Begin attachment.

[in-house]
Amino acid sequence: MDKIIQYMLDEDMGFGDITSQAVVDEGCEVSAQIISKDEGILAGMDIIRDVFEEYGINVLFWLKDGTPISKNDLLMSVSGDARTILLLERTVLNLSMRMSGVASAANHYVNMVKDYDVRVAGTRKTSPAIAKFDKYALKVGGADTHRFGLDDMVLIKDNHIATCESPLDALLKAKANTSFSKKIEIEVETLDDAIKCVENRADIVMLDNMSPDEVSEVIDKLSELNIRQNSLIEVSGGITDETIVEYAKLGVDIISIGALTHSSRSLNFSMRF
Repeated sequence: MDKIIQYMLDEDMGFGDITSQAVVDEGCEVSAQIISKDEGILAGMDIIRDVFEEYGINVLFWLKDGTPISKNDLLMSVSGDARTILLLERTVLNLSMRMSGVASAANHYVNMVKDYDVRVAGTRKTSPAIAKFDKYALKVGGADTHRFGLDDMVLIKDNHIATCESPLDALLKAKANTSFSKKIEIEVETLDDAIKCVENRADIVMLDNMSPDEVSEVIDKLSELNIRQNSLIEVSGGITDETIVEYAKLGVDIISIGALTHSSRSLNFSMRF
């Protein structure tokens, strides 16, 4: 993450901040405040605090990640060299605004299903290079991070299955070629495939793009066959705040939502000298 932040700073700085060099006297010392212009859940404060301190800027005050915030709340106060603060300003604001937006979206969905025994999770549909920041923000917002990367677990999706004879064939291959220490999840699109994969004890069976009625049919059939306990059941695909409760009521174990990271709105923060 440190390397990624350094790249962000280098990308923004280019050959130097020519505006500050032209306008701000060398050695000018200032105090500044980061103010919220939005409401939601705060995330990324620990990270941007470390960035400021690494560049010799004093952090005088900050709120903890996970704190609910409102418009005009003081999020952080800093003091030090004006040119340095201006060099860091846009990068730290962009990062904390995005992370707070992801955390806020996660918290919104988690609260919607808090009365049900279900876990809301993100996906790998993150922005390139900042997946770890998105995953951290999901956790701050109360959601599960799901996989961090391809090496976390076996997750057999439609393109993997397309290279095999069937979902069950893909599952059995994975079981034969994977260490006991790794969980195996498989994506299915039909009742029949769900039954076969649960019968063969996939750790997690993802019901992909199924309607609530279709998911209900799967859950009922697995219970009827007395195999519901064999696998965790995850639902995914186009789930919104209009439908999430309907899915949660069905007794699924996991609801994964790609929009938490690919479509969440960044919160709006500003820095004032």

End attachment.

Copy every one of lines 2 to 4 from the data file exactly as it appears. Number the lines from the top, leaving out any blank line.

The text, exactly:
Amino acid sequence: MDKIIQYMLDEDMGFGDITSQAVVDEGCEVSAQIISKDEGILAGMDIIRDVFEEYGINVLFWLKDGTPISKNDLLMSVSGDARTILLLERTVLNLSMRMSGVASAANHYVNMVKDYDVRVAGTRKTSPAIAKFDKYALKVGGADTHRFGLDDMVLIKDNHIATCESPLDALLKAKANTSFSKKIEIEVETLDDAIKCVENRADIVMLDNMSPDEVSEVIDKLSELNIRQNSLIEVSGGITDETIVEYAKLGVDIISIGALTHSSRSLNFSMRF
Repeated sequence: MDKIIQYMLDEDMGFGDITSQAVVDEGCEVSAQIISKDEGILAGMDIIRDVFEEYGINVLFWLKDGTPISKNDLLMSVSGDARTILLLERTVLNLSMRMSGVASAANHYVNMVKDYDVRVAGTRKTSPAIAKFDKYALKVGGADTHRFGLDDMVLIKDNHIATCESPLDALLKAKANTSFSKKIEIEVETLDDAIKCVENRADIVMLDNMSPDEVSEVIDKLSELNIRQNSLIEVSGGITDETIVEYAKLGVDIISIGALTHSSRSLNFSMRF
């Protein structure tokens, strides 16, 4: 993450901040405040605090990640060299605004299903290079991070299955070629495939793009066959705040939502000298 932040700073700085060099006297010392212009859940404060301190800027005050915030709340106060603060300003604001937006979206969905025994999770549909920041923000917002990367677990999706004879064939291959220490999840699109994969004890069976009625049919059939306990059941695909409760009521174990990271709105923060 440190390397990624350094790249962000280098990308923004280019050959130097020519505006500050032209306008701000060398050695000018200032105090500044980061103010919220939005409401939601705060995330990324620990990270941007470390960035400021690494560049010799004093952090005088900050709120903890996970704190609910409102418009005009003081999020952080800093003091030090004006040119340095201006060099860091846009990068730290962009990062904390995005992370707070992801955390806020996660918290919104988690609260919607808090009365049900279900876990809301993100996906790998993150922005390139900042997946770890998105995953951290999901956790701050109360959601599960799901996989961090391809090496976390076996997750057999439609393109993997397309290279095999069937979902069950893909599952059995994975079981034969994977260490006991790794969980195996498989994506299915039909009742029949769900039954076969649960019968063969996939750790997690993802019901992909199924309607609530279709998911209900799967859950009922697995219970009827007395195999519901064999696998965790995850639902995914186009789930919104209009439908999430309907899915949660069905007794699924996991609801994964790609929009938490690919479509969440960044919160709006500003820095004032």